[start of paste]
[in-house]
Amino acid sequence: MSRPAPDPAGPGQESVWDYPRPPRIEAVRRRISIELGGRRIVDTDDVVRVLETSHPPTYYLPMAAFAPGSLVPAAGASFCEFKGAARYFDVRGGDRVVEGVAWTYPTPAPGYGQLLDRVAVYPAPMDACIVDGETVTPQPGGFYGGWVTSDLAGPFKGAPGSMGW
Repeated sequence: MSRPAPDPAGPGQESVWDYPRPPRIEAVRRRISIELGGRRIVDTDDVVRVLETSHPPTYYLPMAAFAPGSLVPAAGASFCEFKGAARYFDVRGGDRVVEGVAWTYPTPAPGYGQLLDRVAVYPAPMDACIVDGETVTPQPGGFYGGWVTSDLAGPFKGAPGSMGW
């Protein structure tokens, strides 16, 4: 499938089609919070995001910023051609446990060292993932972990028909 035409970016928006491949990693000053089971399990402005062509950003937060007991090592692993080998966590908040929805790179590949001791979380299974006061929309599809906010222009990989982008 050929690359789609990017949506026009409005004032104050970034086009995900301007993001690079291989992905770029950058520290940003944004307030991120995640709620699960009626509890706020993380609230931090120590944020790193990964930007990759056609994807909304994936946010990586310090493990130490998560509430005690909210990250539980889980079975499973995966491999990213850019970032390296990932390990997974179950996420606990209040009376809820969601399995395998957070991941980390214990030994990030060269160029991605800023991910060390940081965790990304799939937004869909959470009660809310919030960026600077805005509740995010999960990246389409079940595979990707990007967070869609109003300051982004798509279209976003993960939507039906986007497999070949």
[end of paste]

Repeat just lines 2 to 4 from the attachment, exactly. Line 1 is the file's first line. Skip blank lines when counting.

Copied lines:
Amino acid sequence: MSRPAPDPAGPGQESVWDYPRPPRIEAVRRRISIELGGRRIVDTDDVVRVLETSHPPTYYLPMAAFAPGSLVPAAGASFCEFKGAARYFDVRGGDRVVEGVAWTYPTPAPGYGQLLDRVAVYPAPMDACIVDGETVTPQPGGFYGGWVTSDLAGPFKGAPGSMGW
Repeated sequence: MSRPAPDPAGPGQESVWDYPRPPRIEAVRRRISIELGGRRIVDTDDVVRVLETSHPPTYYLPMAAFAPGSLVPAAGASFCEFKGAARYFDVRGGDRVVEGVAWTYPTPAPGYGQLLDRVAVYPAPMDACIVDGETVTPQPGGFYGGWVTSDLAGPFKGAPGSMGW
């Protein structure tokens, strides 16, 4: 499938089609919070995001910023051609446990060292993932972990028909 035409970016928006491949990693000053089971399990402005062509950003937060007991090592692993080998966590908040929805790179590949001791979380299974006061929309599809906010222009990989982008 050929690359789609990017949506026009409005004032104050970034086009995900301007993001690079291989992905770029950058520290940003944004307030991120995640709620699960009626509890706020993380609230931090120590944020790193990964930007990759056609994807909304994936946010990586310090493990130490998560509430005690909210990250539980889980079975499973995966491999990213850019970032390296990932390990997974179950996420606990209040009376809820969601399995395998957070991941980390214990030994990030060269160029991605800023991910060390940081965790990304799939937004869909959470009660809310919030960026600077805005509740995010999960990246389409079940595979990707990007967070869609109003300051982004798509279209976003993960939507039906986007497999070949």